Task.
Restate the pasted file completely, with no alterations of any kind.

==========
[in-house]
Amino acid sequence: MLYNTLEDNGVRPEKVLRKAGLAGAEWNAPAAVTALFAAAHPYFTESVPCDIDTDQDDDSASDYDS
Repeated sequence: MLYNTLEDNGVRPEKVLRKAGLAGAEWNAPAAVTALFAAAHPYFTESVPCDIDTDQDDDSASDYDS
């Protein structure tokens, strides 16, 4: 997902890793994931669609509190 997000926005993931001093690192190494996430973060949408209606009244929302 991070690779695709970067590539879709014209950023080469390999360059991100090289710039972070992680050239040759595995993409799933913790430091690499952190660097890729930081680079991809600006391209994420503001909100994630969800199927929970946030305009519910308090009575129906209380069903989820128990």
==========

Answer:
[in-house]
Amino acid sequence: MLYNTLEDNGVRPEKVLRKAGLAGAEWNAPAAVTALFAAAHPYFTESVPCDIDTDQDDDSASDYDS
Repeated sequence: MLYNTLEDNGVRPEKVLRKAGLAGAEWNAPAAVTALFAAAHPYFTESVPCDIDTDQDDDSASDYDS
């Protein structure tokens, strides 16, 4: 997902890793994931669609509190 997000926005993931001093690192190494996430973060949408209606009244929302 991070690779695709970067590539879709014209950023080469390999360059991100090289710039972070992680050239040759595995993409799933913790430091690499952190660097890729930081680079991809600006391209994420503001909100994630969800199927929970946030305009519910308090009575129906209380069903989820128990």